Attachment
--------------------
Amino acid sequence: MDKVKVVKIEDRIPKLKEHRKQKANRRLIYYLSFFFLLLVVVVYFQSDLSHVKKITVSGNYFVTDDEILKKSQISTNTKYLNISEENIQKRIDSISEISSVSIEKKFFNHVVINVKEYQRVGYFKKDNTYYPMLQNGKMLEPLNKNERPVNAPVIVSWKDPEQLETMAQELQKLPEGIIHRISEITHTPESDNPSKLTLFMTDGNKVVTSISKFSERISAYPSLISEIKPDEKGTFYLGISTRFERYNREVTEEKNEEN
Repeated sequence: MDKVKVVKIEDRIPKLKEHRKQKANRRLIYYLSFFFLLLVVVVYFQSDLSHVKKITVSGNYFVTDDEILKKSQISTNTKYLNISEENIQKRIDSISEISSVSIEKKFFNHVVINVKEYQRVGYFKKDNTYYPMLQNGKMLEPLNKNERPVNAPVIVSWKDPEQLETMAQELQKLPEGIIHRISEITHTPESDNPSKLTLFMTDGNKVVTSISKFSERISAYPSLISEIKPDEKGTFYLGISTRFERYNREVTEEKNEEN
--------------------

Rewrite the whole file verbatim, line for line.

Amino acid sequence: MDKVKVVKIEDRIPKLKEHRKQKANRRLIYYLSFFFLLLVVVVYFQSDLSHVKKITVSGNYFVTDDEILKKSQISTNTKYLNISEENIQKRIDSISEISSVSIEKKFFNHVVINVKEYQRVGYFKKDNTYYPMLQNGKMLEPLNKNERPVNAPVIVSWKDPEQLETMAQELQKLPEGIIHRISEITHTPESDNPSKLTLFMTDGNKVVTSISKFSERISAYPSLISEIKPDEKGTFYLGISTRFERYNREVTEEKNEEN
Repeated sequence: MDKVKVVKIEDRIPKLKEHRKQKANRRLIYYLSFFFLLLVVVVYFQSDLSHVKKITVSGNYFVTDDEILKKSQISTNTKYLNISEENIQKRIDSISEISSVSIEKKFFNHVVINVKEYQRVGYFKKDNTYYPMLQNGKMLEPLNKNERPVNAPVIVSWKDPEQLETMAQELQKLPEGIIHRISEITHTPESDNPSKLTLFMTDGNKVVTSISKFSERISAYPSLISEIKPDEKGTFYLGISTRFERYNREVTEEKNEEN